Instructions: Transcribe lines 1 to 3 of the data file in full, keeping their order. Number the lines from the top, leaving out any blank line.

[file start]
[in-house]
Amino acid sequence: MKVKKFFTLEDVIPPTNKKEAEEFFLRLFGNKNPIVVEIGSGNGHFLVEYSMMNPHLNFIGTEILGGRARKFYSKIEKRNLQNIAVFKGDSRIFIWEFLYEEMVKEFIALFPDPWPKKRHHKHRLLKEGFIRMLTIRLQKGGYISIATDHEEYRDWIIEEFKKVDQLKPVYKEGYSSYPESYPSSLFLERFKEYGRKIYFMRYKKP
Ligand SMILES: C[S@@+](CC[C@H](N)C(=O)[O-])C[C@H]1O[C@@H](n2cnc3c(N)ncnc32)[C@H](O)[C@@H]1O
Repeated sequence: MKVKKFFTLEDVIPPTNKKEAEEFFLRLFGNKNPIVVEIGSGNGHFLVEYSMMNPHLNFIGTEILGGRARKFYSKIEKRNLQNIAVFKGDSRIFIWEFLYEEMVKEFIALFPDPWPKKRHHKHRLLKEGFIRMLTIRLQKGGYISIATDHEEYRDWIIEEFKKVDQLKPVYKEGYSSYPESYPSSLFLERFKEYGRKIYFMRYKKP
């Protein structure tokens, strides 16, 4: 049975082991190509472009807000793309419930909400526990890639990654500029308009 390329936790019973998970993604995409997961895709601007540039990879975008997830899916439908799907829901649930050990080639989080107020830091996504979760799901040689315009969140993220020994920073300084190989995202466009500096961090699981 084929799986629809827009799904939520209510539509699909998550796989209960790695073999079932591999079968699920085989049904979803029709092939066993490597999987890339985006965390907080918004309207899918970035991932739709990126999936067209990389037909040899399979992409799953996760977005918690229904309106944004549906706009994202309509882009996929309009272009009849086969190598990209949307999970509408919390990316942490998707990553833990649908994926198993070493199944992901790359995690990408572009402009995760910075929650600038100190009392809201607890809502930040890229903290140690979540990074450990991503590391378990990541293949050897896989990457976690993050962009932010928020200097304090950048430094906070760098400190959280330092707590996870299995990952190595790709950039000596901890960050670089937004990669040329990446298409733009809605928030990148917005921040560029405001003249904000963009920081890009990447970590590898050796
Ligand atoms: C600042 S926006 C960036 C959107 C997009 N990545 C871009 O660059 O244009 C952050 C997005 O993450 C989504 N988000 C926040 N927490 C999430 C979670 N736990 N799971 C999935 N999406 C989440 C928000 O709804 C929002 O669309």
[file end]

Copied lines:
[in-house]
Amino acid sequence: MKVKKFFTLEDVIPPTNKKEAEEFFLRLFGNKNPIVVEIGSGNGHFLVEYSMMNPHLNFIGTEILGGRARKFYSKIEKRNLQNIAVFKGDSRIFIWEFLYEEMVKEFIALFPDPWPKKRHHKHRLLKEGFIRMLTIRLQKGGYISIATDHEEYRDWIIEEFKKVDQLKPVYKEGYSSYPESYPSSLFLERFKEYGRKIYFMRYKKP
Ligand SMILES: C[S@@+](CC[C@H](N)C(=O)[O-])C[C@H]1O[C@@H](n2cnc3c(N)ncnc32)[C@H](O)[C@@H]1O